Strategy errors mean cloud migrations are failing
More than a third of US businesses say they've failed to realize notable benefits from cloud computing, largely because they haven't integrated their adoption plan as a core part of a broader business transformation strategy.
This is according to a new Cloud Success Barometer study by Unisys Corporation which looked at the impact and importance of cloud by surveying 1,000 senior IT and business leaders in 13 countries.
Other key findings include that 77 percent of US businesses for which cloud was a core part of their strategy have seen great or moderate improvements from their cloud migration. However, less than one in four (23 percent) for whom cloud was a minor part of the business transformation strategy saw significant improvements from cloud adoption. Across all respondents, 34 percent of business leaders report being extremely or very concerned about being left behind relative to competitors.
"These results illustrate that cloud transformation is not just an IT issue, it's a business issue," said Raj Raman, CTO of cloud at Unisys. "The question is how to go about adoption. As this research shows, you need to integrate cloud into your overall business strategy, which includes assessing how it can help boost revenue, gain competitive advantage, improve productivity and manage costs. Yet many businesses do not realize that reaping the benefits of cloud requires more than just a 'lift and shift and you're done' approach. You need the right framework in place at the outset, and a continual cadence of innovation and updates over time."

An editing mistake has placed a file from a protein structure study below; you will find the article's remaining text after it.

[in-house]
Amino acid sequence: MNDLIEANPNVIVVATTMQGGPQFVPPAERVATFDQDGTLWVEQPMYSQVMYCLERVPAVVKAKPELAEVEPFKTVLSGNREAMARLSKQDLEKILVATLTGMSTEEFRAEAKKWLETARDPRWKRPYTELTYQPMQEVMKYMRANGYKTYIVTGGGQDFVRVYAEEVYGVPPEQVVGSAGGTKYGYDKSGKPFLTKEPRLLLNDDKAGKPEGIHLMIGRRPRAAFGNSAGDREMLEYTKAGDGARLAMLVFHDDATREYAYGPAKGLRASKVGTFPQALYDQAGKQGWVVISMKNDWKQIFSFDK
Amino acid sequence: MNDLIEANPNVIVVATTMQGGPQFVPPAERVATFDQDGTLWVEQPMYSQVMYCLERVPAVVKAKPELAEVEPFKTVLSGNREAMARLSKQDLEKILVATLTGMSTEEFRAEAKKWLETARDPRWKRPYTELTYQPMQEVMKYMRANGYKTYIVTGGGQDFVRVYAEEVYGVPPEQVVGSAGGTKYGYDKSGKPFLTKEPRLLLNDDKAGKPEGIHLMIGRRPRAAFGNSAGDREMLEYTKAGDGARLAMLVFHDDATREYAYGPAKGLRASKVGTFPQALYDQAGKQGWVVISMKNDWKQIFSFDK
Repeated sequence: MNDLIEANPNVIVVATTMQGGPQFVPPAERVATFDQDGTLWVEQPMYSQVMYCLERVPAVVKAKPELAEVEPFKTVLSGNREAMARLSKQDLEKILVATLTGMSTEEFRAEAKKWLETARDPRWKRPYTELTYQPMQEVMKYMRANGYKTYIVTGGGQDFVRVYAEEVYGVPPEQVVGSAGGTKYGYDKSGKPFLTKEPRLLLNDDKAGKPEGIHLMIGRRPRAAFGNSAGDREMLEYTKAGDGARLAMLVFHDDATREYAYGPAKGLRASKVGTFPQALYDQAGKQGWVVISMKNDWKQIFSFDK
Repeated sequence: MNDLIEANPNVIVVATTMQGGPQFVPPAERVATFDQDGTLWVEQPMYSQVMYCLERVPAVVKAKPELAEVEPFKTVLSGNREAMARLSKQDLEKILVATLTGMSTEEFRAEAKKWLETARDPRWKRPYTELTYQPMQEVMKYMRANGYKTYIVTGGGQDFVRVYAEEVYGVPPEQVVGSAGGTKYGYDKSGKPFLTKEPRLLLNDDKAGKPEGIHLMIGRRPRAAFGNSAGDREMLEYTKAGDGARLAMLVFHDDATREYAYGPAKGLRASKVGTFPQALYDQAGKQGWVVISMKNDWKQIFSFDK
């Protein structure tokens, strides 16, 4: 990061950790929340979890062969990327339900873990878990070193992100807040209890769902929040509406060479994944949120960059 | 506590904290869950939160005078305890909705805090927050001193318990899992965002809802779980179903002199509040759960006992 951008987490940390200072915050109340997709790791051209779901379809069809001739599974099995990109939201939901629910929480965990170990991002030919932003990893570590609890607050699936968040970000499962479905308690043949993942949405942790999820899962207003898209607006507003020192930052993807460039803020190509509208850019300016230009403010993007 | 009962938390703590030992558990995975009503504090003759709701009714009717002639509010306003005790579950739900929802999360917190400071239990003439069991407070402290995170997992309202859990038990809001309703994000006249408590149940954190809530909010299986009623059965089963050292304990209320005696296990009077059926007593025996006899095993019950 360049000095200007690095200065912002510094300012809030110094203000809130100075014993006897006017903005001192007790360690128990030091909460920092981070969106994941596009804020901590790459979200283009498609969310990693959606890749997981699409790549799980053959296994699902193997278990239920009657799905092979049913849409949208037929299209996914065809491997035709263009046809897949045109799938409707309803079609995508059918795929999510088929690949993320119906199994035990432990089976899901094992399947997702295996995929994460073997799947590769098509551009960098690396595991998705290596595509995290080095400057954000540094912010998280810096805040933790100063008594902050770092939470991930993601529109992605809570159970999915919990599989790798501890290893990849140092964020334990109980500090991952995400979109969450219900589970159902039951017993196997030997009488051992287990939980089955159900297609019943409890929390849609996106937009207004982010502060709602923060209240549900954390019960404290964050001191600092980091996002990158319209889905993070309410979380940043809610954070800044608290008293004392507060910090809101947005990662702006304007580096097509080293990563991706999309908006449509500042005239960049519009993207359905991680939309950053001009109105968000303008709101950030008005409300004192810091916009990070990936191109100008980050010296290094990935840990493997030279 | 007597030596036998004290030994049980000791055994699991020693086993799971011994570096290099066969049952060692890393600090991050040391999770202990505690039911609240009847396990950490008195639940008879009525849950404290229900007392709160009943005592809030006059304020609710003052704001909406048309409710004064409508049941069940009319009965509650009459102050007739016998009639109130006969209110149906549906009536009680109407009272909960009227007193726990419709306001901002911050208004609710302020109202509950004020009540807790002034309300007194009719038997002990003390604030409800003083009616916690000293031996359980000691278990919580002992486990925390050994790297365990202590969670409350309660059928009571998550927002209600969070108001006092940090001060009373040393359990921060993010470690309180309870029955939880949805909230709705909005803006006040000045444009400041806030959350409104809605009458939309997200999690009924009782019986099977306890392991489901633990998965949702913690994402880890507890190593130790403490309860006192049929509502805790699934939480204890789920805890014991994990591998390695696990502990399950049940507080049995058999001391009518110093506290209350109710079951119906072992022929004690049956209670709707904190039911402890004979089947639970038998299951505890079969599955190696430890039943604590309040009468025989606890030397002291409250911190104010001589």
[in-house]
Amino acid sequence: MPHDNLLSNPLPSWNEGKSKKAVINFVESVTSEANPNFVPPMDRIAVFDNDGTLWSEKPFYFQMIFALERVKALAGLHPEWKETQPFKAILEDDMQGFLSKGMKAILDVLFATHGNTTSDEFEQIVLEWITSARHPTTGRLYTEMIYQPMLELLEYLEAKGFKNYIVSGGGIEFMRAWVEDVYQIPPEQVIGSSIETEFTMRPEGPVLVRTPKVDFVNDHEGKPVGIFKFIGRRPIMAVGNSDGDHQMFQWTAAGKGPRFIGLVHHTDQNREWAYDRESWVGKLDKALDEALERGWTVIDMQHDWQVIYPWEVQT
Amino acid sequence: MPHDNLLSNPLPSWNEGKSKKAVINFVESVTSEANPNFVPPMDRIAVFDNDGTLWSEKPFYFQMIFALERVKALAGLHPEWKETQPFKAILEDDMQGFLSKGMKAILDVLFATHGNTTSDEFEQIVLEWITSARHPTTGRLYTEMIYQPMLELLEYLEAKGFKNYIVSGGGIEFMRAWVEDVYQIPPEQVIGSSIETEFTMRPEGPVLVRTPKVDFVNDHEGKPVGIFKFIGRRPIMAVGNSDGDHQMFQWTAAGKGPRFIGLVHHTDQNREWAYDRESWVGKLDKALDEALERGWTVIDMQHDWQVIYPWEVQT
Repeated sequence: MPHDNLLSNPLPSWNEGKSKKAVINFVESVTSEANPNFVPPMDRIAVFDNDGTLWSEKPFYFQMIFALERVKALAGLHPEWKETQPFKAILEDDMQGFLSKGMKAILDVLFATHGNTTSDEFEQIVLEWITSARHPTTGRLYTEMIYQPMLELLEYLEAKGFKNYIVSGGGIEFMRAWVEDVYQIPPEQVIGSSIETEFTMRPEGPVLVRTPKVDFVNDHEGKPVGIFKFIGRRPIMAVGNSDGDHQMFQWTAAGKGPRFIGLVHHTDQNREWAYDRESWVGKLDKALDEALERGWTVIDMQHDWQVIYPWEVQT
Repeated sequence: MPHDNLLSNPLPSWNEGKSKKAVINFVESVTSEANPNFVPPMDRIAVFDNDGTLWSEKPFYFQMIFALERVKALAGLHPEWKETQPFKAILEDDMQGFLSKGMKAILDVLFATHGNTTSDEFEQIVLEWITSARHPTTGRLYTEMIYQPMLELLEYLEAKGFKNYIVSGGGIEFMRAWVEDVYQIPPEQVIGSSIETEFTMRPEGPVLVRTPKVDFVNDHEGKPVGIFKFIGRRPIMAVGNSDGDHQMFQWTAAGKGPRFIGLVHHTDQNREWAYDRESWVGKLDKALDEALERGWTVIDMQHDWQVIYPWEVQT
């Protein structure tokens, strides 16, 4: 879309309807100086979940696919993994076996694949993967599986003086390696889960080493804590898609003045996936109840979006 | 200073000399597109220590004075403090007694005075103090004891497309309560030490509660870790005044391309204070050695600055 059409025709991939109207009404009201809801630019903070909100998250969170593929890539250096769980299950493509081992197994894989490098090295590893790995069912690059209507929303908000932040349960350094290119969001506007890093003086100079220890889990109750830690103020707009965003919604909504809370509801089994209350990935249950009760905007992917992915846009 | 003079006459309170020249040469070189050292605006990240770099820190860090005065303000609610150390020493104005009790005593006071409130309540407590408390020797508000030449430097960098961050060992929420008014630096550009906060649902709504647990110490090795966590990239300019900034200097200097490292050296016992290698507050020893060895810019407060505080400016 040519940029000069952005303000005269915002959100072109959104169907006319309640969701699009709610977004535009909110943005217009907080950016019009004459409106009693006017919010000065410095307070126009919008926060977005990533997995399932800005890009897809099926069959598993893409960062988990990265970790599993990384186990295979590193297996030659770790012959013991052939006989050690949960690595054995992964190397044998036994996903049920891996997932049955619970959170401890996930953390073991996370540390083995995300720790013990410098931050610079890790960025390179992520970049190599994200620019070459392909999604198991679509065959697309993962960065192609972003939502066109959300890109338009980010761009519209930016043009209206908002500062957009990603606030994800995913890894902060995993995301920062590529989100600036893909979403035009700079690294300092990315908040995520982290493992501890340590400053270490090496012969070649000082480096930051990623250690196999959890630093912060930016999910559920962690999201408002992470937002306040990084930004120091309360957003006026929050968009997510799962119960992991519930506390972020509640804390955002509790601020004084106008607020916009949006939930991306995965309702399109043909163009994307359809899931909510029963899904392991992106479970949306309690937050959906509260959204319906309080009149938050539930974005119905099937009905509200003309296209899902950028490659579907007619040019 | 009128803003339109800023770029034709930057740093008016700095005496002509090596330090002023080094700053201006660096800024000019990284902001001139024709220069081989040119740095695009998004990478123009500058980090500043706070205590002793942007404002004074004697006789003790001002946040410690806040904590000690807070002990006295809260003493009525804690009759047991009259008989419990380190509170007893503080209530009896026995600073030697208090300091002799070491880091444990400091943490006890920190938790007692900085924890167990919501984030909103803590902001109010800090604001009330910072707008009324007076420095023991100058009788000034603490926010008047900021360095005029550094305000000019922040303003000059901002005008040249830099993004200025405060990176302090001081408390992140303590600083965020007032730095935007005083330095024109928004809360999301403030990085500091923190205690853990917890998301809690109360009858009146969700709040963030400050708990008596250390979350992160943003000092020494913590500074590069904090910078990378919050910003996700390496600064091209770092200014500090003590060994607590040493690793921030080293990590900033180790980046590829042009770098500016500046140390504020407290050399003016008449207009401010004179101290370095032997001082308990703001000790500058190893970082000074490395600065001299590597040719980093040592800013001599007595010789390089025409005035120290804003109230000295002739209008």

Despite nearly all respondents (92 percent) saying they have migrated to the cloud to some degree, multi-cloud solution adoption is still in its early stages, with only 26 percent of respondents saying their organization has leveraged a multi-cloud architecture. However, those who do utilize multi-cloud say they view the cloud as essential to staying competitive.
Nearly three in four (68 percent) say that if they didn't move to the cloud, they would be somewhat to extremely concerned about a competitor innovating first. 74 percent would be concerned about being outperformed by a competitor, and 44 percent would be concerned that they could even be forced to go out of business as a result of not innovating.
The full report is available to download from the Unisys site.